A pre-trial hearing or a motion in limine is appropriate to determine the admissibility of evidence outside of the jury's hearing in order to avoid prejudice. See Hadley v. State, 496 N.E.2d 67, 71 (Ind. 1986). However, in order to preserve an error for appellate review, a party must do more than challenge the ruling on a motion in limine. See Tyra v. State, 506 N.E.2d 1100, 1102-03 (Ind. 1987); Johnson v. State, 472 N.E.2d 892, 908 (Ind. 1985). “[T]o raise the question of error, the evidence must be offered at trial to give the trial court an opportunity to rule on its admissibility at that time.” Tyra, 506 N.E.2d at 1103 (citations omitted). This requirement has been explicitly held applicable to exclusions under the Rape Shield doctrines, even though Rule 412 and the Rape Shield Law include specific provisions

for ruling on the admissibility of the proposed evidence after pretrial notice and hearing. See Shaw v. State, 489 N.E.2d 952, 954 (Ind. 1986); Tyson v. State, 619 N.E.2d 276, 289 & n.13 (Ind. Ct. App. 1993).See footnote 1 Because Miller failed at trial to offer the evidence excluded at the pre- trial hearing, he has not preserved the error for appellate review.

II. Trial Court's Response to Jury's Note
    Miller alleges that the trial court erred in its response to a jury request to hear Miller's testimony again. The jury sent a note requesting to “review Sean Miller's testimony on direct testimony and the transcript of the taped statements of Sean Miller's March, 1997 statement to Detective Frazier.” After discussing the note with both parties on the record, the trial court responded with a note stating:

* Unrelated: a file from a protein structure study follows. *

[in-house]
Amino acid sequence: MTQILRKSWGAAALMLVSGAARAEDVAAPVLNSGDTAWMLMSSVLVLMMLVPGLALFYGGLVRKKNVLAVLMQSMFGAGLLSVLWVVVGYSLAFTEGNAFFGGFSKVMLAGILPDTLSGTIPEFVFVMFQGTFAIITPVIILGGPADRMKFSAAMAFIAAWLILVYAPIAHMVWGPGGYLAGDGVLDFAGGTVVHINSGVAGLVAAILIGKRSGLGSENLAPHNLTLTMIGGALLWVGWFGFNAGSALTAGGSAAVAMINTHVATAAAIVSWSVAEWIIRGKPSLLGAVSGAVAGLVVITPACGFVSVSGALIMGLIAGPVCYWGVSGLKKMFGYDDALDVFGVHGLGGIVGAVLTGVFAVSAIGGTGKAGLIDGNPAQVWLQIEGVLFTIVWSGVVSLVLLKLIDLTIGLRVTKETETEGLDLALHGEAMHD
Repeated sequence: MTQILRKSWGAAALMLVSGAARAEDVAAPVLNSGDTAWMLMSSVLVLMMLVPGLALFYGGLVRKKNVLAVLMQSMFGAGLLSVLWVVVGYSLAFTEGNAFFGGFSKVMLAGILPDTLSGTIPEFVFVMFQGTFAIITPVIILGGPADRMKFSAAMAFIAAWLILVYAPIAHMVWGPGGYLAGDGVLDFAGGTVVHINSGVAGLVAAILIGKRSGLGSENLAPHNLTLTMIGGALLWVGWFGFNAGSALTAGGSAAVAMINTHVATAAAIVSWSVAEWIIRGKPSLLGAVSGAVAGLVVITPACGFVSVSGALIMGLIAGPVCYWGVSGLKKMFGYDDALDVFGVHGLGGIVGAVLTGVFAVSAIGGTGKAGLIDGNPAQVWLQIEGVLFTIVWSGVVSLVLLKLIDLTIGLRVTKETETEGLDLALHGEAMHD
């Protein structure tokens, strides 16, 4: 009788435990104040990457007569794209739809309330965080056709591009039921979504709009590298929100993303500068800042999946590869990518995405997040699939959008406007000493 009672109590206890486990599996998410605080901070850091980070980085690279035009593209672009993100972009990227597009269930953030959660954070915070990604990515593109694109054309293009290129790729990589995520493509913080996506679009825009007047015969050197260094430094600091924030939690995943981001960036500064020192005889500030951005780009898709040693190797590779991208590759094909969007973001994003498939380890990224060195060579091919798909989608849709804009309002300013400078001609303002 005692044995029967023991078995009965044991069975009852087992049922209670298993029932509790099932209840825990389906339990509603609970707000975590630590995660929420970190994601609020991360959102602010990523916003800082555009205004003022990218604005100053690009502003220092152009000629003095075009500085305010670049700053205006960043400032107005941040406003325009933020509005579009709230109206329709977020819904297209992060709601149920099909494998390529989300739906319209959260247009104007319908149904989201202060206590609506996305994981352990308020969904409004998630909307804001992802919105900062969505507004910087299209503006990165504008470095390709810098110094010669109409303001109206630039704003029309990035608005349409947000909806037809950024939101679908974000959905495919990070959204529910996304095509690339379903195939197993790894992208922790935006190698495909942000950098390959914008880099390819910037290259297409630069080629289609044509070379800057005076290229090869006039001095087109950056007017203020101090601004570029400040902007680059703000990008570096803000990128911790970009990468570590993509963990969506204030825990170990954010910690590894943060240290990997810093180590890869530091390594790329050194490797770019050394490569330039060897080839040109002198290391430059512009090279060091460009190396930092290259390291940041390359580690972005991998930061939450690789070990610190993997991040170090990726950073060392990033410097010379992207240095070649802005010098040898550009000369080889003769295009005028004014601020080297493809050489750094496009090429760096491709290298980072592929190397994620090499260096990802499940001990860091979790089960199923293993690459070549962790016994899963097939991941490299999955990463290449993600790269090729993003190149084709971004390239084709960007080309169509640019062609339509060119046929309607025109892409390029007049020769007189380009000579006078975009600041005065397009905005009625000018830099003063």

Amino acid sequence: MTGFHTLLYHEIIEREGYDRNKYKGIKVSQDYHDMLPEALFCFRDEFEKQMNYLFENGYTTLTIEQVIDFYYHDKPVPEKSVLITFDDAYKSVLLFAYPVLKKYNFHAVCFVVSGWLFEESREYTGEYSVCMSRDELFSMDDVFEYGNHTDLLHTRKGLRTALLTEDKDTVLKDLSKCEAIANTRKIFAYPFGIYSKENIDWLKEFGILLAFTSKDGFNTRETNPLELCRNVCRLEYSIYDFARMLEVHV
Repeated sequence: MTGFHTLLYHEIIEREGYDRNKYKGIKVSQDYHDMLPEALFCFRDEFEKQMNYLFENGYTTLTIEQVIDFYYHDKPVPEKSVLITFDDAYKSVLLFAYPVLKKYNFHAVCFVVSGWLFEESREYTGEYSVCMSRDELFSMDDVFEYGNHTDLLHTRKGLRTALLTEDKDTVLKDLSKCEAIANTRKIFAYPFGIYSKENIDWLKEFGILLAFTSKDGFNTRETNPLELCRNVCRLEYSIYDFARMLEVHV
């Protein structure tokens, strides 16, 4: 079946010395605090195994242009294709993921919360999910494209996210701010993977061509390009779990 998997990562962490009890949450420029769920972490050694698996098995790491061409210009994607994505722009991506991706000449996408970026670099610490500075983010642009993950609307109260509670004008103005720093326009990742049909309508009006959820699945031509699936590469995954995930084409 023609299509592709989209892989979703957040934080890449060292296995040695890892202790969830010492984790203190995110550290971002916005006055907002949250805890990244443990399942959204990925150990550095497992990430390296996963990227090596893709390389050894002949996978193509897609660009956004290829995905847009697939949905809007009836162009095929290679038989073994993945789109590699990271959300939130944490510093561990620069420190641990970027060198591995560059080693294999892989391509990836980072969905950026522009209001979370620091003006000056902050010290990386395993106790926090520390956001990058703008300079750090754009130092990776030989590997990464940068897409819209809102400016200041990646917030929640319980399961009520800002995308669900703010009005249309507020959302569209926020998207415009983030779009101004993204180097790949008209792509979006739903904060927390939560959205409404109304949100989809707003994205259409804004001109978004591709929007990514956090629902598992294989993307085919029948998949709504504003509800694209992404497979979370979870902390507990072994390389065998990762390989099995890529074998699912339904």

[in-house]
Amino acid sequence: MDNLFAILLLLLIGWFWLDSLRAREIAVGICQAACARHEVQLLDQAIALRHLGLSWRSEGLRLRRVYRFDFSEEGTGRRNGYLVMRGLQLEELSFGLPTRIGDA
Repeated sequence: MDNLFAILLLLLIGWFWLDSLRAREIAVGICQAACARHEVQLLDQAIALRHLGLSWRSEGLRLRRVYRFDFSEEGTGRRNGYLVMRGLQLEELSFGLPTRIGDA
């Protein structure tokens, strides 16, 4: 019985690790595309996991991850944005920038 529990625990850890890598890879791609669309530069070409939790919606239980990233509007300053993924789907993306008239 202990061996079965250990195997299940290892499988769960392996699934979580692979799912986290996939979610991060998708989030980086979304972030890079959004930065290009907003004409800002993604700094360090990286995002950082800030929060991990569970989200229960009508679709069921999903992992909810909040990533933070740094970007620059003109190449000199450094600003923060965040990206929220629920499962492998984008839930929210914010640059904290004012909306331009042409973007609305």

[t]he law does not permit me to allow you to review testimony unless you have a     disagreement as to the testimony. If you simply cannot recall the testimony, then you     are required to decide the case based on your memory of the witnesses' testimony.     If you do have a disagreement, please indicate that in writing on this paper and give     it back to Candi [the bailiff] now.
The State and defense counsel both agreed to the trial court's response before it was sent to the jury. The jury replied, “[w]e simply cannot recall. We understand your ruling.”
    A. Fundamental Error
     Generally, failure to preserve an issue at trial results in waiver of the issue on appeal. Because the defense concurred in the trial court's handling of this matter, Miller argues that the trial court committed fundamental error “in advising the Jury as to the question of

'recall.'” This Court may address issues that were not preserved if they constitute fundamental error. See Ben-Yisrayl v. State, 690 N.E.2d 1141, 1150 (Ind. 1997). To constitute fundamental error, the “defendant must show that the error was a substantial and blatant violation of basic principles which rendered the result of the trial unfair.” Roach v. State, 695 N.E.2d 934, 942 (Ind. 1998).
    Miller cites no authority for the proposition that the trial court's handling of this issue was error. In any case, the trial court's response to the jury's note certainly does not rise to the level of rendering the entire trial unfair. In Reynolds v. State, 460 N.E.2d 506, 508-09 (Ind. 1984), this Court was presented with a similar situation. In that case, the trial court instructed the jury after deliberations had begun, without informing the defense counsel or the defendant and without calling the jury into open court. Although the trial court's actions in Reynolds were inappropriate, this Court held that the issue was waived because it was not preserved at trial and also did not constitute fundamental error. Those facts are certainly more egregious than the current case where the trial court wrote a note to the jury with the State, defense counsel, and the defendant present.